Cupboard love: Mark Hix on store-cupboard stars
Keep your store cupboard stocked with a variety of dried goods, advises our resident chef – they're perfect for creating tasty and thrifty meals
Dried goods are essential if you need to whip up a dinner-party supper in a hurry – and for that reason I always like to make a point of keeping my store cupboard stocked with an interesting array of provisions.
I love trawling around all the Middle Eastern and Asian shops in my neighbourhood and scouring the aisles for all those weird and wonderful dried ingredients, many of which I don't even recognise. They are the perfect base with which to make the following thrifty and delicious recipes.
Whipped butter beans with chilli and coriander
I'm a big fan of butter beans, but they do vary in quality, so try to buy the best-quality ones that you can find rather than the cheap ones. You could use the canned version but I think that you get a much better result if you use the dried variety.
150g dried butter beans, soaked in plenty of cold water for 10-12 hours
8 cloves of garlic, peeled
½tsp bicarbonate of soda
About 1ltr vegetable stock
Salt and freshly ground black pepper
120ml extra virgin olive oil
The juice of half a lemon
1 small red chilli, finely chopped
2tbsp coriander, chopped
Flatbread, to serve
Put the butter beans in a pan with the garlic, bicarbonate of soda and vegetable stock, season, bring to the boil and simmer very gently with a lid on for about 40-50 minutes or until tender and topping up with water if necessary. Drain in a colander, reserving the stock. Keep aside about 20 or so butter beans and put them in a bowl with the chilli, coriander and a couple of tablespoons of olive oil; season to taste.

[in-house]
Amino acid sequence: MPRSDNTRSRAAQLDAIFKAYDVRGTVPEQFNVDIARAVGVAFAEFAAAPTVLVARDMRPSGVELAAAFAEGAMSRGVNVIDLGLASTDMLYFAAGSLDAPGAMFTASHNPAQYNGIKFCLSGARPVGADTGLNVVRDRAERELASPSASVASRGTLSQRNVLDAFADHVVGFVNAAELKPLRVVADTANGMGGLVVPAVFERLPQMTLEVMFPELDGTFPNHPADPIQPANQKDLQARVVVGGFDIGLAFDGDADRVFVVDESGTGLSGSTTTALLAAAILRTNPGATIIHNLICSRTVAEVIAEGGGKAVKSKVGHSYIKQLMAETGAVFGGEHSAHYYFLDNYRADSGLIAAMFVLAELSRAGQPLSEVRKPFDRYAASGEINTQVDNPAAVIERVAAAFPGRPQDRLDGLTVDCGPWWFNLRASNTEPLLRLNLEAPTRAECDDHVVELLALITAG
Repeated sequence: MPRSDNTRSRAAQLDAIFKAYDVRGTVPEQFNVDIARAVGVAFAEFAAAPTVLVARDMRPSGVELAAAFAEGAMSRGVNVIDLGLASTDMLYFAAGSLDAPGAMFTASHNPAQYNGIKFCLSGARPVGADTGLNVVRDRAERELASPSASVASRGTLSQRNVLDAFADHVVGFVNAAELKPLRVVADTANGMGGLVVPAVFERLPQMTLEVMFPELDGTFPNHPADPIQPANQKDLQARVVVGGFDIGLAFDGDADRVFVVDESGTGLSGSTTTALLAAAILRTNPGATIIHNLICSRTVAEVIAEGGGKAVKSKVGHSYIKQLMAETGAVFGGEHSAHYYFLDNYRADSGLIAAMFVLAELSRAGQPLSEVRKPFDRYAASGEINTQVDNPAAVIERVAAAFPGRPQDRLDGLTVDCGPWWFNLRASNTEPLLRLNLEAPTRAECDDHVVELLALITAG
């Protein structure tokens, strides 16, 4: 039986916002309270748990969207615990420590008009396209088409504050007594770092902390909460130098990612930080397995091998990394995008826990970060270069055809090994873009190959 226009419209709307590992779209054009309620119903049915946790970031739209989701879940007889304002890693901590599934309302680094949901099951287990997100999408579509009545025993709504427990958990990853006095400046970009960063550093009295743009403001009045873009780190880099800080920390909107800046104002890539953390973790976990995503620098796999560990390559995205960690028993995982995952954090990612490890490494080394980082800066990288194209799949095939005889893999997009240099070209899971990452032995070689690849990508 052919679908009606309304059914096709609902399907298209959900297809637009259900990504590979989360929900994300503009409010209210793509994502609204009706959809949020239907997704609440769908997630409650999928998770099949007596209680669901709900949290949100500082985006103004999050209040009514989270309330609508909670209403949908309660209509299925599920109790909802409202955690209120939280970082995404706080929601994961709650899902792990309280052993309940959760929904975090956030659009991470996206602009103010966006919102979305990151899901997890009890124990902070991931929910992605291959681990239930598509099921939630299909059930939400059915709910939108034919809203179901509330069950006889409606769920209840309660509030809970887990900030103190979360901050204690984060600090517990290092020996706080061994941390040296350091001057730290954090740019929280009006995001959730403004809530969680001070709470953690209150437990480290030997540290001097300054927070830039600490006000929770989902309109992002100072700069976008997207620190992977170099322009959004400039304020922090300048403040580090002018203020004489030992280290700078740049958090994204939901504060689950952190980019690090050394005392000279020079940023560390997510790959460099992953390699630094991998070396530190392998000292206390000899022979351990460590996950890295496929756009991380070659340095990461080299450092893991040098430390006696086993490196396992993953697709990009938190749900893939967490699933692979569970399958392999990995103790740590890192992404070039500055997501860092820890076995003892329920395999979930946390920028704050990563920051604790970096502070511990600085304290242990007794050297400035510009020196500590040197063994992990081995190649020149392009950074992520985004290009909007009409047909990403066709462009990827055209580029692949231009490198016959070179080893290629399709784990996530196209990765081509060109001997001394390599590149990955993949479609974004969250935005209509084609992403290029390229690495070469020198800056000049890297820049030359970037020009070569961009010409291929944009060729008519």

Blend the rest of the beans in a liquidiser, with enough of the stock to help blend the beans, and trickle the rest of the olive oil in until it is well blended; then season and add the lemon juice to taste. Serve at room temperature spooned on to a large plate or individual serving plates, with the beans placed on top.
Anissa Helou, the Middle Eastern cookery writer, invited me a few weeks back to taste her Egyptian dish of koshari. I knew nothing about this delicious dish but I was happy to try it as I am endlessly curious about adding new Middle Eastern recipes to my repertoire. Anissa is opening a takeaway called Koshari Street (kosharistreet.com) serving only this rice dish in London's St Martin's Lane in early April – and if the koshari is as good as the one she made for me, it's going to be a big hit.
I loved the combination of the dried pasta, pulses and rice all topped with a zingy tomato and chilli sauce. Anissa also uses her own secret spiced nut recipe scattered f over the koshari, but I've been sworn to secrecy on the recipe; if you want to taste it you will have to visit Anissa's shop.
For the tomato sauce
3tbsp extra virgin olive oil
1 small onion, peeled, halved and very finely chopped
4 garlic cloves, peeled and crushed
250g good-quality chopped canned tomatoes with their juice
2tsp verjuice or vinegar
¼tsp finely-ground black pepper
¼tsp crushed red pepper flakes, or to taste
For the koshari
8tbsp extra virgin olive oil
3 medium white onions, peeled, thinly sliced
60-70g vermicelli, broken into pieces
100g brown or puy lentils, soaked for an hour in cold water
150g basmati rice, rinsed
120g cooked weight of chickpeas (dried or canned)
60g mini macaroni or similar, cooked
Salt and freshly ground black pepper